Frankie Quinn was a con-man, a life-long villain, a member of my father’s old gang. That’s right, my father was a villain too, with dodgy contacts, a shady past and sins he preferred to forget. The police wanted Frankie and, if arrested, he faced the prospect of spending his final years in prison. However, he had a trump card, evidence of my father’s indiscretions. Frankie was looking to cut a deal with the police, my father was looking for Frankie. They knew that one of them would spend the winter of their days in prison; but who would it be?

Meanwhile, the clock was ticking towards my wedding day. Would I enjoy the happiest day of my life, or be left crying into my champagne?

Sins of the Father, ten days that defined my relationship with my dad.

Available from all major Internet outlets for the special price of £0.99/$0.99

Amazon Link

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Sins of the Father – Pre-Order

Published on the 29th July and available for pre-order now from Amazon, Barnes and Noble, Kobo, iBooks and Smashwords, Sins of the Father, book eight in the Sam Smith Mystery Series. This book is about Sam’s father, an ex-con, who walked out of her life when she was a baby. Thirty-three years later, Sam discovered her father’s true identity and met him for the first time. Connected as kin, yet strangers, this is Sam and her father’s story.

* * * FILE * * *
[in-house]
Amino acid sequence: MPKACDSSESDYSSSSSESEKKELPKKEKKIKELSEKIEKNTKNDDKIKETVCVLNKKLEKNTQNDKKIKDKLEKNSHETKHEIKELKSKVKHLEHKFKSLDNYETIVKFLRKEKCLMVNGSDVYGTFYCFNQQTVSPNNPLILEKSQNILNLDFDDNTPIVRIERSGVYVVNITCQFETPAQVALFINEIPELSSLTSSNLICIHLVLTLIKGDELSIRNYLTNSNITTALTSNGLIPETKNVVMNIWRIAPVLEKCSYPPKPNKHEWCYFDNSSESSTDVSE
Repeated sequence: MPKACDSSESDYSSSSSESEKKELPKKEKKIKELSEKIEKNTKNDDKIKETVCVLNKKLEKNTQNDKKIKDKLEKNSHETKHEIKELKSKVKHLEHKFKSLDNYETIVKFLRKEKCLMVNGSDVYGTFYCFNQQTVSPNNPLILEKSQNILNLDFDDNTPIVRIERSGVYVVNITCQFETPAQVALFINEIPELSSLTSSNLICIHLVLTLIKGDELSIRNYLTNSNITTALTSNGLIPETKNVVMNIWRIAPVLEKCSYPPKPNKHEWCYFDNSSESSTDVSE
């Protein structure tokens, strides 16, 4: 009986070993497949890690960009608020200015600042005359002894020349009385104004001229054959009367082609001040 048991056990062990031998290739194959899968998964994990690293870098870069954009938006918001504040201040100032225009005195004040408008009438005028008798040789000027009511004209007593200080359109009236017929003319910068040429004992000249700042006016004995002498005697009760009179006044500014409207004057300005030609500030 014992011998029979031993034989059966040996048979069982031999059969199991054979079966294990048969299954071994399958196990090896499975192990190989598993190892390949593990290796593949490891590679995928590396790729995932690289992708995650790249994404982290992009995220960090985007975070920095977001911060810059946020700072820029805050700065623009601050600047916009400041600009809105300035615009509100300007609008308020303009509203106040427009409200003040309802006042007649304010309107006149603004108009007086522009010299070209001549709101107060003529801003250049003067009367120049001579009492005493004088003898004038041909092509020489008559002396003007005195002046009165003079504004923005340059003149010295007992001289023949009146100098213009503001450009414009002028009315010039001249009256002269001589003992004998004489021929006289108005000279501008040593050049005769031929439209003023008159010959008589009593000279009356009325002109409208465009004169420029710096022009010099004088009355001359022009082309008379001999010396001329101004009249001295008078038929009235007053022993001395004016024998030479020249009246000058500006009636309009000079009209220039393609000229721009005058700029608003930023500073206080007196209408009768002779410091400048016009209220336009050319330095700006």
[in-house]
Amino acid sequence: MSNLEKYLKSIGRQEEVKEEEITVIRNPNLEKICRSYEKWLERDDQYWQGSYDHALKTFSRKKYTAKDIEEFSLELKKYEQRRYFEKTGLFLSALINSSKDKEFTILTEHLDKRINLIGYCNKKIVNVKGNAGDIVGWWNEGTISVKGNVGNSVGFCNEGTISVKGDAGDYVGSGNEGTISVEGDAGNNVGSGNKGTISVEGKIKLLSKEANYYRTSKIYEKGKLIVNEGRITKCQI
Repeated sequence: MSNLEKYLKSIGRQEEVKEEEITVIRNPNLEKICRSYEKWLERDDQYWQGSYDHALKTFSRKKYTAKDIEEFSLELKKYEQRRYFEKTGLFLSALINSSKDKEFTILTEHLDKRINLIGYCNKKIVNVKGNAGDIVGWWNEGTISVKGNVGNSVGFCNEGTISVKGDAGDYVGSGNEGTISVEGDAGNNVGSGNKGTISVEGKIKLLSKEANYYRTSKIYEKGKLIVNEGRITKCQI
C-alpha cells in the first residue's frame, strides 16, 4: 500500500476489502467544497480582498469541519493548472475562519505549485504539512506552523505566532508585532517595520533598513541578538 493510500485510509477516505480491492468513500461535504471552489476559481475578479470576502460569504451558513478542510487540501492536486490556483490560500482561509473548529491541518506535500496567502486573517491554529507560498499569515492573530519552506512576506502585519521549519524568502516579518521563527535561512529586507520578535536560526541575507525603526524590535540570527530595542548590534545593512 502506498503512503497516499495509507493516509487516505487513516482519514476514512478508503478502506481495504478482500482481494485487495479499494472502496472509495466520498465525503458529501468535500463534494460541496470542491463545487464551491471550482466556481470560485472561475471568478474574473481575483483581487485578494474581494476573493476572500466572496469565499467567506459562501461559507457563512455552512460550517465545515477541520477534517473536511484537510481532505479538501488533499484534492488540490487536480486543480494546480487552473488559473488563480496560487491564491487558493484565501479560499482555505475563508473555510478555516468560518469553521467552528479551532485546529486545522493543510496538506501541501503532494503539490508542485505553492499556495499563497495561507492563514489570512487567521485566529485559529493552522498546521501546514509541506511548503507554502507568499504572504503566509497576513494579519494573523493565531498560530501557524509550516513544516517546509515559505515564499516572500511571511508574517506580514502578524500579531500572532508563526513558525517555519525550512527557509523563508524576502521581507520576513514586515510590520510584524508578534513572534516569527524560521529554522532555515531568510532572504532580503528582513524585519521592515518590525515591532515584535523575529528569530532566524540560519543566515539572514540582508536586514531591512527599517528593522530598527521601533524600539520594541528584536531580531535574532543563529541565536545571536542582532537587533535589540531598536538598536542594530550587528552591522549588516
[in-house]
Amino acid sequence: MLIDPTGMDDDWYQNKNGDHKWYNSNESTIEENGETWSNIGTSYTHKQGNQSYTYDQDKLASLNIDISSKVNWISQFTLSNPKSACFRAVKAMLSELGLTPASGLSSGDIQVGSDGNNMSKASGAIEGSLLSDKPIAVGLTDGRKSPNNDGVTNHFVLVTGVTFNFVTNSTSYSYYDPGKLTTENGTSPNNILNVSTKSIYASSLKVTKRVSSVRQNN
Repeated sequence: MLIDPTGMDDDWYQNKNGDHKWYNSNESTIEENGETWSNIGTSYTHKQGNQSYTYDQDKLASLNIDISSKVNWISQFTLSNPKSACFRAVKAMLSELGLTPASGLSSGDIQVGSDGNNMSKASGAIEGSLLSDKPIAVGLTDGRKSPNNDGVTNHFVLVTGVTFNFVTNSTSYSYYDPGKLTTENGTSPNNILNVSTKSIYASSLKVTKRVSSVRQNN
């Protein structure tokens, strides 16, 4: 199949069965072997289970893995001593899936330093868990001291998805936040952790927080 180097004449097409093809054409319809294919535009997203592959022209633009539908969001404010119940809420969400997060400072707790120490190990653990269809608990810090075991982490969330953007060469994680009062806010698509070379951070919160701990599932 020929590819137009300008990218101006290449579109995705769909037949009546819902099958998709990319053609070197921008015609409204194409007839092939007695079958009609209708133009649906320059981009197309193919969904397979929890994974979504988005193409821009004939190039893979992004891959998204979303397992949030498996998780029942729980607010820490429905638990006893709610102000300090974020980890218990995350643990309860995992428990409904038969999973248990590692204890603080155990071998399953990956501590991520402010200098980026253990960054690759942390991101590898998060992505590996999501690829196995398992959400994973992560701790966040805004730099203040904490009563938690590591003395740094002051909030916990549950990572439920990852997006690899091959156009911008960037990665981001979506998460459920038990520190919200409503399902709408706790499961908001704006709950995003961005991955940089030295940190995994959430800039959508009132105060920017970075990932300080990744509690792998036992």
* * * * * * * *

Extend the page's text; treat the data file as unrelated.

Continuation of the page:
Amazon Link

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To #1

Over the weekend of July 16-17-18, Sam’s Song reached the #1 position on the amazon.com private detective chart and #62 on the main amazon.com chart. With this series of articles I intend to offer background on how my book reached those heights; hopefully, this information will be of interest to followers of the series and fellow authors alike.

To start at the beginning, the writing of Sam’s Song. I have always been an avid reader and my favourite genre is the private detective novel. In particular, I admire the series created by Robert B Parker and Marcia Muller. I wrote my first play at school, aged nine, so writing has always been a part of my life. After a number of minor writing adventures, including articles and short stories, I wrote four private detective novels featuring two private detectives. I regarded those novels as my apprenticeship and they were not offered for publication. After those novels, life moved on and with my long-term partner I started a family. I continued to write during that time, mainly for my own amusement.